Perhaps the most intriguing feature of this year’s Sundance Film Festival slate, Last Days in the Desert, follows Jesus (and Satan), both played by Ewan McGregor, as he’s in the final steps of his contemplative 40-day journey before returning to civilization in Jerusalem. Far removed from the recent bombastic Biblical tentpoles Noah and Exodus, Rodrigo García‘s beautiful, spare drama can frustrate as much as it allures with meditations on finding meaning in one’s life (and beyond).
Considering the fairly slim sections of the Bible in which his trek is recounted (which features a trio of temptations by the devil) García expands the story with a parable involving a family encountered by Yeshua (as he’s referred to here). The devil, as portrayed by McGregor, is virtually in the same costume as his holy adversary, with the addition of a few rings, a necklace and a different wrapping for his head. The devil strikes a fairly one-sided deal in which he’ll stop tormenting Yeshua if he’s able to mend the fractured family unit, made up of a hard-working father (Ciarán Hinds), an ailing mother (Ayelet Zurer), and a son (Tye Sheridan) struggling with greater ambitions than living in his desolate environment.
As Darren Aronofsky’s recent feature attempted to do in its second half, García fills much of the story out with a parable, one which admittedly isn’t very plot-driven. While Yeshua is questioning his bond with his heavenly father, the strain between Hinds and Sheridan’s characters are equally tested. The father is striving to make livable conditions for his family in the detrimental setting, so much so it’s causing his wife’s condition to worsen. While the acting is superb from both McGregor and the mortal trio, García keeps this central story so spare it’s difficult to get genuinely invested in their plight.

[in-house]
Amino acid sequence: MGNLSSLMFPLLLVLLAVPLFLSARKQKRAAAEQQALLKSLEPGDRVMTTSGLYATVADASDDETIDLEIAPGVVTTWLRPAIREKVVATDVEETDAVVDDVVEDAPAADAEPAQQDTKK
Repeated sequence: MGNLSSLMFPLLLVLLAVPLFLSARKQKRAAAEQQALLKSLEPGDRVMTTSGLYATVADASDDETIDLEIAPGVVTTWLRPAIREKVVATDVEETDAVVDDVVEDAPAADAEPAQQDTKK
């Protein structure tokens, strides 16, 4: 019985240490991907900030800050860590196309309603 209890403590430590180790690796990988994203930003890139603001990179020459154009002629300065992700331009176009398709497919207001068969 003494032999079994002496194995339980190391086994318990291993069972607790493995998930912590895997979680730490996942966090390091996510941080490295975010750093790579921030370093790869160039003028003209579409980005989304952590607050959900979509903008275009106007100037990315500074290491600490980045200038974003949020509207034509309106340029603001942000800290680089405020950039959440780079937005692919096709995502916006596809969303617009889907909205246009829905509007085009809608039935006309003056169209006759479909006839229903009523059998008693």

Much more potent are the few conversations Yeshua has with the devil, whose presence only he can discern. With just a few slightly different physical idiosyncrasies, McGregor delineates their vastly different viewpoints with one of his best performances. The most fascinating section between the two occurs over a campfire as the devil condemns God for continually playing a game with humanity. He suggests all of life as we know it has ended and restarted countless times purely on God’s sportive whim. Showing the humane side of Yeshua, we witness his struggles with his temper and the temptations the devil brings to him (exemplified in a set of striking nightmares), along with his penchant for humor with riddles and, yes, reacting to a fart.
Cinematographer Emmanuel Lubezki, who often finds the exquisiteness in our world, doesn’t employ the continually roving camera style on display in his Malick collaborations, but rather glides along patiently with Yeshua as we witness the phenomenal vistas surround him. The aural presentation, featuring Dolby Atmos, is slim, but does wonders to immerse us into the barren land.
By keeping characterization and plotting to a minimum, García has crafted a film in which he invites his audience to bring their own interpretations to the pensive story. Taking a few exceptional, daring leaps in the drama’s final moments, Last Days in the Desert portrays Yeshua at his most relatable even if the story provided is unequivocally opaque.
Last Days in the Desert premiered at Sundance Film Festival and will be released on May 13th.